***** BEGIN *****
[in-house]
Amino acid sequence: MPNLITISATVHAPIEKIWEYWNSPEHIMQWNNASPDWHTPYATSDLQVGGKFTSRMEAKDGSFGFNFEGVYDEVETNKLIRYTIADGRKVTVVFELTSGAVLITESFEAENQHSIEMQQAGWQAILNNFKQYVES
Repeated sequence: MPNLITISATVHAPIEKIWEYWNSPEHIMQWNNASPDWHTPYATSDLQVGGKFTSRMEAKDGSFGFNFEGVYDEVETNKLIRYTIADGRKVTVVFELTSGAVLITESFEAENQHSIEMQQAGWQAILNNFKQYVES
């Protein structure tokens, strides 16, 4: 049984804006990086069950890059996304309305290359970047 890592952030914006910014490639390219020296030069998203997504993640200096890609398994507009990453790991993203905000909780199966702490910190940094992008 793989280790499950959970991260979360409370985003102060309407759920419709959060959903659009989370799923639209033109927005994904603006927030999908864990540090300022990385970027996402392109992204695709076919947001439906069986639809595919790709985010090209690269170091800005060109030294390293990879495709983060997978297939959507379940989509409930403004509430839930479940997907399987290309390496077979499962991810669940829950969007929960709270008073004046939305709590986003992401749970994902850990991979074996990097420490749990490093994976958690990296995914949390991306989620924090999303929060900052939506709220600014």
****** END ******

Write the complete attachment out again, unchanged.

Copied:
[in-house]
Amino acid sequence: MPNLITISATVHAPIEKIWEYWNSPEHIMQWNNASPDWHTPYATSDLQVGGKFTSRMEAKDGSFGFNFEGVYDEVETNKLIRYTIADGRKVTVVFELTSGAVLITESFEAENQHSIEMQQAGWQAILNNFKQYVES
Repeated sequence: MPNLITISATVHAPIEKIWEYWNSPEHIMQWNNASPDWHTPYATSDLQVGGKFTSRMEAKDGSFGFNFEGVYDEVETNKLIRYTIADGRKVTVVFELTSGAVLITESFEAENQHSIEMQQAGWQAILNNFKQYVES
């Protein structure tokens, strides 16, 4: 049984804006990086069950890059996304309305290359970047 890592952030914006910014490639390219020296030069998203997504993640200096890609398994507009990453790991993203905000909780199966702490910190940094992008 793989280790499950959970991260979360409370985003102060309407759920419709959060959903659009989370799923639209033109927005994904603006927030999908864990540090300022990385970027996402392109992204695709076919947001439906069986639809595919790709985010090209690269170091800005060109030294390293990879495709983060997978297939959507379940989509409930403004509430839930479940997907399987290309390496077979499962991810669940829950969007929960709270008073004046939305709590986003992401749970994902850990991979074996990097420490749990490093994976958690990296995914949390991306989620924090999303929060900052939506709220600014």